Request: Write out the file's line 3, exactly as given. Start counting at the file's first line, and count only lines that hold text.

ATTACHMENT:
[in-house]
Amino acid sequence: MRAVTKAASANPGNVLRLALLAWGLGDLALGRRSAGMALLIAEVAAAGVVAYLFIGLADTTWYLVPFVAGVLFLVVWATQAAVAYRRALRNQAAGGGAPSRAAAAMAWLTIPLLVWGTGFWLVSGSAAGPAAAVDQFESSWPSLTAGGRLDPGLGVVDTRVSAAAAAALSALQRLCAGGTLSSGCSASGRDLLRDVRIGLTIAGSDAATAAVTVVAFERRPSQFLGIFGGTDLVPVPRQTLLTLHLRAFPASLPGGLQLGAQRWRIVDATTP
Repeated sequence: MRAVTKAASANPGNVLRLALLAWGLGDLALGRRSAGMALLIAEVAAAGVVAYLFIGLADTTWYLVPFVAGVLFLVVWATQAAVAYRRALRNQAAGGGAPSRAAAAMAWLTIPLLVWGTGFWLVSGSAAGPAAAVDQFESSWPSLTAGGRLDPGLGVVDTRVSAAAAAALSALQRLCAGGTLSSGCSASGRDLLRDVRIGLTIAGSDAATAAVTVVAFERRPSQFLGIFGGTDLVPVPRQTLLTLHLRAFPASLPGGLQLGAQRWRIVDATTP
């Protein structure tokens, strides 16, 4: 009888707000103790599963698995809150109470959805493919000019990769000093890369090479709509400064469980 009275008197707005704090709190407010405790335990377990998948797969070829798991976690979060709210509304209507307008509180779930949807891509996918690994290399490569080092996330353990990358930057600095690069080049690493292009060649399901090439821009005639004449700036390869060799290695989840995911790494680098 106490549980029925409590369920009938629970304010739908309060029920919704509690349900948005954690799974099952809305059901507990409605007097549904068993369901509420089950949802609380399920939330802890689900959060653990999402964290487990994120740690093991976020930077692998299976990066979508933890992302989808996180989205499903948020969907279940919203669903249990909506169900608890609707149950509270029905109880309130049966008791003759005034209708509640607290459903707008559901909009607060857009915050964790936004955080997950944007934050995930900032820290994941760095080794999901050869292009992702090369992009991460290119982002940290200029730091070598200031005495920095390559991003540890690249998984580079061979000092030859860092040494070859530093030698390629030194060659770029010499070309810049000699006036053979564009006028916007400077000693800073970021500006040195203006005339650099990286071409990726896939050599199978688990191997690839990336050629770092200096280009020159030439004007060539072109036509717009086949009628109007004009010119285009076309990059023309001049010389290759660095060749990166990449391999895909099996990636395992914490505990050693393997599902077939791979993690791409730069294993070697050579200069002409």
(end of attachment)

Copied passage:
Repeated sequence: MRAVTKAASANPGNVLRLALLAWGLGDLALGRRSAGMALLIAEVAAAGVVAYLFIGLADTTWYLVPFVAGVLFLVVWATQAAVAYRRALRNQAAGGGAPSRAAAAMAWLTIPLLVWGTGFWLVSGSAAGPAAAVDQFESSWPSLTAGGRLDPGLGVVDTRVSAAAAAALSALQRLCAGGTLSSGCSASGRDLLRDVRIGLTIAGSDAATAAVTVVAFERRPSQFLGIFGGTDLVPVPRQTLLTLHLRAFPASLPGGLQLGAQRWRIVDATTP